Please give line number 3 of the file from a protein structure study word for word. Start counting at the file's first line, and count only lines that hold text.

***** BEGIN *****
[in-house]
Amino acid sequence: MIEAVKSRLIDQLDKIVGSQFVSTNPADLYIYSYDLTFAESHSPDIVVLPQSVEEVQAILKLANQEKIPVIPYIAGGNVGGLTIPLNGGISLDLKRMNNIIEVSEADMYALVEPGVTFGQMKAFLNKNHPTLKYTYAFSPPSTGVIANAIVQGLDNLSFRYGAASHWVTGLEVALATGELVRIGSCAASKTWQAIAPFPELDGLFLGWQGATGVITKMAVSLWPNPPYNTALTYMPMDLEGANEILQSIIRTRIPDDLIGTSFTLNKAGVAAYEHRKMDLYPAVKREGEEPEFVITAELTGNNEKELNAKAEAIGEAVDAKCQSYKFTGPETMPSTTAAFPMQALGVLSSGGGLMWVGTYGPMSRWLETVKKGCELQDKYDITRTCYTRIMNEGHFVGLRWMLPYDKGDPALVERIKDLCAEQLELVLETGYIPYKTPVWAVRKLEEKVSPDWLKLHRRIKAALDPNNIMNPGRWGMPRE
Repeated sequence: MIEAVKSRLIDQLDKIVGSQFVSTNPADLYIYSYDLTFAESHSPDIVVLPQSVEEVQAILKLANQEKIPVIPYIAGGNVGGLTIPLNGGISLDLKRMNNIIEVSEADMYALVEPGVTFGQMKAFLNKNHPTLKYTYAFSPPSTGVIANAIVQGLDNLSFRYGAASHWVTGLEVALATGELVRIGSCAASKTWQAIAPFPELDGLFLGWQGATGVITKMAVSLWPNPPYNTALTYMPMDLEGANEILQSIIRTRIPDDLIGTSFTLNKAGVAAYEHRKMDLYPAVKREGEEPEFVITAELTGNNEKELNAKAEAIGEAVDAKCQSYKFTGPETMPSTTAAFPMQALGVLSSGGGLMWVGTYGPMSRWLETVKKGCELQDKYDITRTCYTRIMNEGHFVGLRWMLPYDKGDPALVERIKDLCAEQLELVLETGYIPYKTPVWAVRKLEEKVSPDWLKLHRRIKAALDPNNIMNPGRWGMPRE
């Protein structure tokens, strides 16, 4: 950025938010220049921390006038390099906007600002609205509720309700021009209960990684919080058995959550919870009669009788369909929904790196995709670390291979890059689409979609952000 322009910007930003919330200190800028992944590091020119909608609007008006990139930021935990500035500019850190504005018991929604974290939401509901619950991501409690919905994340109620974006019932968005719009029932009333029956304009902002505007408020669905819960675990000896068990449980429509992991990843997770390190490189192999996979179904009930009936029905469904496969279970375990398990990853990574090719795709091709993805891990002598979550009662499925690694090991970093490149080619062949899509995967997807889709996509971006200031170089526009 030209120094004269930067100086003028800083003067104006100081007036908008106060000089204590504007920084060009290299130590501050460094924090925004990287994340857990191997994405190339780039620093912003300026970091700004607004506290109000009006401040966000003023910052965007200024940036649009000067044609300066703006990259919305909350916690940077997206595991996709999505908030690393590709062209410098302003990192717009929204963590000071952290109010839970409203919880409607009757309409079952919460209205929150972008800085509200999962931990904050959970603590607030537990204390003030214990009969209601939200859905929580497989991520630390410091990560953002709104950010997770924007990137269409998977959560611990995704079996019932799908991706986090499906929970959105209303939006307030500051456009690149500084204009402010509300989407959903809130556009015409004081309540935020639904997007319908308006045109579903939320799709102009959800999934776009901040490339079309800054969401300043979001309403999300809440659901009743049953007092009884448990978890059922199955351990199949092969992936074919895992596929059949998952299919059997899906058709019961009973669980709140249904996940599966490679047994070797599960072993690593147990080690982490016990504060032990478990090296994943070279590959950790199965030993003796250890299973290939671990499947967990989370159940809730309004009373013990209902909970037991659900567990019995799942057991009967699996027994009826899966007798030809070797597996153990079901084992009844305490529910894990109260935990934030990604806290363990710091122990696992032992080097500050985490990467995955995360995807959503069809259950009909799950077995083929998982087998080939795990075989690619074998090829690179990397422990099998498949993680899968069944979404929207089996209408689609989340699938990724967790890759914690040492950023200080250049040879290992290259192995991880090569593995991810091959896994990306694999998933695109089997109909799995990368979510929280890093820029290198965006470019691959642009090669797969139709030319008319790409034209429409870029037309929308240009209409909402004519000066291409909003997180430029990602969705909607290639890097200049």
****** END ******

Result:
Repeated sequence: MIEAVKSRLIDQLDKIVGSQFVSTNPADLYIYSYDLTFAESHSPDIVVLPQSVEEVQAILKLANQEKIPVIPYIAGGNVGGLTIPLNGGISLDLKRMNNIIEVSEADMYALVEPGVTFGQMKAFLNKNHPTLKYTYAFSPPSTGVIANAIVQGLDNLSFRYGAASHWVTGLEVALATGELVRIGSCAASKTWQAIAPFPELDGLFLGWQGATGVITKMAVSLWPNPPYNTALTYMPMDLEGANEILQSIIRTRIPDDLIGTSFTLNKAGVAAYEHRKMDLYPAVKREGEEPEFVITAELTGNNEKELNAKAEAIGEAVDAKCQSYKFTGPETMPSTTAAFPMQALGVLSSGGGLMWVGTYGPMSRWLETVKKGCELQDKYDITRTCYTRIMNEGHFVGLRWMLPYDKGDPALVERIKDLCAEQLELVLETGYIPYKTPVWAVRKLEEKVSPDWLKLHRRIKAALDPNNIMNPGRWGMPRE